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How to get fussy kids to try new foods

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How to get fussy kids to try new foods

Post by AlleyRose on Sun Jan 04, 2015 10:44 pm

A while back I posted ‘Please help Vegie Smugglers, my child only eats…’ which included the line “not trying is NEVER an option – our deal is TWO big bites”. Ever since I’ve had a string of emails…’but how do you get your kids to TRY new things?’
Like all parenting advice, different tactics work for different kids and this post just covers how I approach it. Who knows, maybe there will be an idea or two that you can apply at your place.
Firstly, work out if you child’s fussing at mealtimes is behavioural or medical. It’s normal for kids (starting about 18 months) to exercise a bit of self-determination and provide you with some pretty frustrating feeding moments. BUT, other kids may have genuine medical problems that you will need to seek professional help to overcome.
Most kids on the autism spectrum are fussy feeders. They need special consideration. If your diagnosis is recent or you’ve just been so overwhelmed dealing with everything else and have only just started to tackle food issues, thenvisit here for some excellent information that may help you.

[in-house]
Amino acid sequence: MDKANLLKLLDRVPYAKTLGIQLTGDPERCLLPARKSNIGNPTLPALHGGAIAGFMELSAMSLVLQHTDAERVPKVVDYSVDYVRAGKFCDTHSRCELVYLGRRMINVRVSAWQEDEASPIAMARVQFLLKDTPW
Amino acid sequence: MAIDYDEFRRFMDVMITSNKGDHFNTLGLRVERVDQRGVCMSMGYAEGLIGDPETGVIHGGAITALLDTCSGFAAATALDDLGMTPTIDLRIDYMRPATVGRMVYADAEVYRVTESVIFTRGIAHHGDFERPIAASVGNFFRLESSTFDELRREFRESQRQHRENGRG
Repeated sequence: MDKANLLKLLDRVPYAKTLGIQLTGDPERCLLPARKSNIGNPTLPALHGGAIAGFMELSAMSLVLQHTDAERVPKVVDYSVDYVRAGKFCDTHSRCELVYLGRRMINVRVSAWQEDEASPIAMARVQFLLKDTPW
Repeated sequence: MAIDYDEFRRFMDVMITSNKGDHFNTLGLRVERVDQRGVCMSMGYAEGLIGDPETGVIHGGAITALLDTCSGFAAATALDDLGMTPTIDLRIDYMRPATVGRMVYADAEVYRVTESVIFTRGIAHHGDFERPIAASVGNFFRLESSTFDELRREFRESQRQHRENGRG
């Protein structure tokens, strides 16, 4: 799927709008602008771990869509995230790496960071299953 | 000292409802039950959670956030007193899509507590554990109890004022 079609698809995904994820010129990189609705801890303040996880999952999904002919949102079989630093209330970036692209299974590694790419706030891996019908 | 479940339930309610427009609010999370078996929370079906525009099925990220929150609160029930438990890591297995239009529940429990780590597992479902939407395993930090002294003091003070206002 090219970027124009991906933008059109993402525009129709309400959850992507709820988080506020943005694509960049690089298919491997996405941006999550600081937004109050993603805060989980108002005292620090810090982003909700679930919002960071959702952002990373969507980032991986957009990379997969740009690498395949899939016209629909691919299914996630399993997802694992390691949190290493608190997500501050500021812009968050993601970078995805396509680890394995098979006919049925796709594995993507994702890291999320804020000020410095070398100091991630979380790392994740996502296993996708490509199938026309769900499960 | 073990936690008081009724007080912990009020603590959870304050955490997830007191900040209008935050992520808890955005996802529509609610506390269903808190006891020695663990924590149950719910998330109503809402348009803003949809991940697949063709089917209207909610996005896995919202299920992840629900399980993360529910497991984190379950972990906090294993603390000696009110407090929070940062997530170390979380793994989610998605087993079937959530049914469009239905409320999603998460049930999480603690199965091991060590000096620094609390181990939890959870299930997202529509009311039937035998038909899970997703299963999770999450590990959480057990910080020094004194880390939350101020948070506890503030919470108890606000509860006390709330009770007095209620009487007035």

If you child gags or vomits at mealtimes, they might have motor skills delays or a hypersensitive gag reflex. There’s information about that here.
Other kids may have digestion problems that cause discomfort and indigestion – pretty hard for a 2 year old to convey. Again, you’ll need medical advice to help you with these issues.
But if none of these apply to you and your child is still being a dinnertime MONSTER, you might want to follow some of these strategies…
1. Relax
Smile. Don’t get worked up. Keep everything positive. Freaking out about this entire subject only increases mealtime tension and won’t get you anywhere. Try to focus on feeding the entire family well, rather than fixating on what one child is/isn’t eating. Don’t let a frustrating toddler hold you to ransom. But at the same time…
2. Make a list of the foods your child does eat
You may be pleasantly surprised to realise that they do actually eat more than you thought. If the number of items is less than 20 then definitely have a chat to your GP about it next time you’re there.
3. Change your (& their) expectations & behaviour